It had been a while since we ‘dressed for the occasion’, but reading Capote bought out Holly Golightly, Rusty, Cat, and of course a whole load of Audreys – all looking fabulous. My outfit was mostly met with bemused looks as the majority of bookies had only read the book and not seen the film.
(Note to film buffs: this is the scene where Holly wakes from a hangover to invite Paul into her home where she wanders around, eventually finding her slippers in the fridge. I loved applying makeup which contoured and shortened my nose. Another member, Charlotte, had googled the shade of lipstick worn by Audrey Hepburn, REVLON ‘Pink In The Afternoon.’ Gotta love that attention to detail. What else would you expect from a book lover?)
As a group, we mostly loved BREAKFAST AT TIFFANY’S as well as three other short stories included in our edition and in particular DIAMOND GUITAR.
At Appetite Book Club, we sit in groups of 4, over supper. At my table, I wanted to talk about a paragraph which struck me, so I took a photograph of it ready to discuss. I was taken aback when another member had referenced the same paragraph. There were 58 people at book club, sitting in these smaller groups, so it was a huge coincidence for me to find myself sat next to that person. Of all the people and of all the paragraphs. Here is an excerpt from it,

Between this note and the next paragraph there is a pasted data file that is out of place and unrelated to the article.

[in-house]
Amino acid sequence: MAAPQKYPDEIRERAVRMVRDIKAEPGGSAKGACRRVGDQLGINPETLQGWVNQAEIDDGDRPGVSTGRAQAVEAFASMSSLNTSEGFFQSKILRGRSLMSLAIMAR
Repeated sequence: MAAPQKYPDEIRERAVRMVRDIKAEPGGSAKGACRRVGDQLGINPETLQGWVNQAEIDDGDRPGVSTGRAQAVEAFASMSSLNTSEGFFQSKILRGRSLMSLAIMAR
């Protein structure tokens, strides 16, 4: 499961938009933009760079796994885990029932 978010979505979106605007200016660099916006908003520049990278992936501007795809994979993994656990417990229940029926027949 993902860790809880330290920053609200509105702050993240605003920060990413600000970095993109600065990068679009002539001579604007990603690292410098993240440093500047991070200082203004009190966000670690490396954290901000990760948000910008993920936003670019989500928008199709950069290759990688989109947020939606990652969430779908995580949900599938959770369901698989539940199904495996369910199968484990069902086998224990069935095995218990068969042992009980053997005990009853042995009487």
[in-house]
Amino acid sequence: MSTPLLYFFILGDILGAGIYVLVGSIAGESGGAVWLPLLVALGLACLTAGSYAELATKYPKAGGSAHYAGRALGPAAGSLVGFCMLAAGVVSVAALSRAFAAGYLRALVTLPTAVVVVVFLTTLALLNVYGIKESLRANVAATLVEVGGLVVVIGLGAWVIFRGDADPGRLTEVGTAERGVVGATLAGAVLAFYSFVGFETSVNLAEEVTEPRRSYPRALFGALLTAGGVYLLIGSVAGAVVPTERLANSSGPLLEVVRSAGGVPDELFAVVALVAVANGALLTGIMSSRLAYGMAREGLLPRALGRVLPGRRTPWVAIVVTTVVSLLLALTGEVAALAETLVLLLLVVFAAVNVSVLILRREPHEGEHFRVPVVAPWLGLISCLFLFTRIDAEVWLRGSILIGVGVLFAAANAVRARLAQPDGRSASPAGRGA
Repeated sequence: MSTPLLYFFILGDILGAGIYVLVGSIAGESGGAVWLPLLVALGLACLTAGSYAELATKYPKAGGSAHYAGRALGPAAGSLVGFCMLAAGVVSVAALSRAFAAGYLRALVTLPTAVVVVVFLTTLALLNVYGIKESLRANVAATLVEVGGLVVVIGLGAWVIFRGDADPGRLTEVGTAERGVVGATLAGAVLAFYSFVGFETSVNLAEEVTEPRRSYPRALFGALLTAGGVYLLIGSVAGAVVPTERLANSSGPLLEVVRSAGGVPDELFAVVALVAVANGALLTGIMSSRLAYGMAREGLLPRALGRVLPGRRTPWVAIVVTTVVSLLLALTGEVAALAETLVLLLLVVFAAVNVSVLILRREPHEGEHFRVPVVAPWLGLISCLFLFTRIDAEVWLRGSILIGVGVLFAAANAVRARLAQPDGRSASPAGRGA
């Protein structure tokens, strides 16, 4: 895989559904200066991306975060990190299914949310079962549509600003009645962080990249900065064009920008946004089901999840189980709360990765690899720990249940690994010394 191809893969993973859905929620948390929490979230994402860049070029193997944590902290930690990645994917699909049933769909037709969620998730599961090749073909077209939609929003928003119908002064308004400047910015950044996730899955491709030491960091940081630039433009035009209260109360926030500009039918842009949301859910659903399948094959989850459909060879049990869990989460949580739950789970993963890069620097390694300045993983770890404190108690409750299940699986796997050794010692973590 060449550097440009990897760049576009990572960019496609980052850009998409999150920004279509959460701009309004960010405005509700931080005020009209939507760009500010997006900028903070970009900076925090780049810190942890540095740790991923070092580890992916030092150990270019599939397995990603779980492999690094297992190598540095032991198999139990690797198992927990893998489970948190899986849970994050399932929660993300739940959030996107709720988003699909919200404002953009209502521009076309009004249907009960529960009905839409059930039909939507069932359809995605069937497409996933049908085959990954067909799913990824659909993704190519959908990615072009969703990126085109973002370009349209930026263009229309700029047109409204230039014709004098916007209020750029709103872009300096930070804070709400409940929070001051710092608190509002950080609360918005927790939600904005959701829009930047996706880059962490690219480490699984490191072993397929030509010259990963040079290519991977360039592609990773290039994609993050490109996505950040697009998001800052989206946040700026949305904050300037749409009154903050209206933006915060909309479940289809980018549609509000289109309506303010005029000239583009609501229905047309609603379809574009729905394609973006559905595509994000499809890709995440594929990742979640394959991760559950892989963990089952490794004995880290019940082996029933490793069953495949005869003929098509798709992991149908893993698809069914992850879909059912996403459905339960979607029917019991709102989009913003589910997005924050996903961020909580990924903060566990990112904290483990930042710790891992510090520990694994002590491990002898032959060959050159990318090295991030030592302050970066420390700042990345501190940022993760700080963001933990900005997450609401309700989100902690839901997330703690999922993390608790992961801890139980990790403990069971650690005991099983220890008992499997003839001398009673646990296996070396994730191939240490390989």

Watching her, I remembered a girl I’d known in school, a grind, Mildred Grossman. Mildred: with her moist hair and greasy spectacles, her stained fingers that dissected frogs and carried coffee to picket lines, her flat eyes that only turned towards the stars to estimate their chemical tonnage. Earth and air could not be more oppoiste than Mildred and Holly.
Capote continues to talk about Holly and Mildred and, while opposite, he explains what they had in common, “
….because they had been given their character too soon; which, like sudden riches, leads to a lack of proportion.
I thought this was an astute observation and something I have considered myself. Often, during our school years, we are given a label: ‘you’re the funny one, the quiet one, the loud one, the bright one’, and if these labels are stuck down too firmly, too rigidly, we feel obliged to live up to them, and if like Holly and Mildred it grows out of proportion, too quickly, it clings and you are not allowed to experiment with different sides of your character. Ultimately you can feel compromised. I had an insightful conversation with my fellow diners about their own experiences of this.
I loved the meeting this month…. the writing of Truman Capote, the images from the film and the soundtrack on loop. And of course, each and every bookie.